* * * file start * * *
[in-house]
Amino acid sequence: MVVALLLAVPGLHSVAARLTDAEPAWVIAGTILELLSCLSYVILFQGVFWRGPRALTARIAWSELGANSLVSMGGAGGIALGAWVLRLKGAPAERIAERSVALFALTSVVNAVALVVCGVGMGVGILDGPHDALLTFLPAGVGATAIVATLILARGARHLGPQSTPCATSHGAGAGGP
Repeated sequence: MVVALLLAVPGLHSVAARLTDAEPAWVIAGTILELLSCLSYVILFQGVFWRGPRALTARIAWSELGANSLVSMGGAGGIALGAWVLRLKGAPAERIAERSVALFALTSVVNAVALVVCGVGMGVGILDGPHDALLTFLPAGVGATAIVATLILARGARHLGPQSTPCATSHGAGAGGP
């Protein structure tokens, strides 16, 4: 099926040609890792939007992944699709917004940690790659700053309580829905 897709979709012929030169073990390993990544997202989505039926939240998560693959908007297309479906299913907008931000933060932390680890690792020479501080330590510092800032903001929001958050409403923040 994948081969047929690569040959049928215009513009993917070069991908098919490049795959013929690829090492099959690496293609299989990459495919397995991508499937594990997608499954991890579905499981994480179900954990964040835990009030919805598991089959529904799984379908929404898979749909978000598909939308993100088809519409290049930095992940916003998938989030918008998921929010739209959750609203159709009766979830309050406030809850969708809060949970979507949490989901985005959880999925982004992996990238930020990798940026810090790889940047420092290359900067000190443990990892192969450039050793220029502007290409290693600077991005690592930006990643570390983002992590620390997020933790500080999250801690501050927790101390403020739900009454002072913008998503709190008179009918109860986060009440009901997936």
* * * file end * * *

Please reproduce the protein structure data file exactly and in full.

[in-house]
Amino acid sequence: MVVALLLAVPGLHSVAARLTDAEPAWVIAGTILELLSCLSYVILFQGVFWRGPRALTARIAWSELGANSLVSMGGAGGIALGAWVLRLKGAPAERIAERSVALFALTSVVNAVALVVCGVGMGVGILDGPHDALLTFLPAGVGATAIVATLILARGARHLGPQSTPCATSHGAGAGGP
Repeated sequence: MVVALLLAVPGLHSVAARLTDAEPAWVIAGTILELLSCLSYVILFQGVFWRGPRALTARIAWSELGANSLVSMGGAGGIALGAWVLRLKGAPAERIAERSVALFALTSVVNAVALVVCGVGMGVGILDGPHDALLTFLPAGVGATAIVATLILARGARHLGPQSTPCATSHGAGAGGP
């Protein structure tokens, strides 16, 4: 099926040609890792939007992944699709917004940690790659700053309580829905 897709979709012929030169073990390993990544997202989505039926939240998560693959908007297309479906299913907008931000933060932390680890690792020479501080330590510092800032903001929001958050409403923040 994948081969047929690569040959049928215009513009993917070069991908098919490049795959013929690829090492099959690496293609299989990459495919397995991508499937594990997608499954991890579905499981994480179900954990964040835990009030919805598991089959529904799984379908929404898979749909978000598909939308993100088809519409290049930095992940916003998938989030918008998921929010739209959750609203159709009766979830309050406030809850969708809060949970979507949490989901985005959880999925982004992996990238930020990798940026810090790889940047420092290359900067000190443990990892192969450039050793220029502007290409290693600077991005690592930006990643570390983002992590620390997020933790500080999250801690501050927790101390403020739900009454002072913008998503709190008179009918109860986060009440009901997936």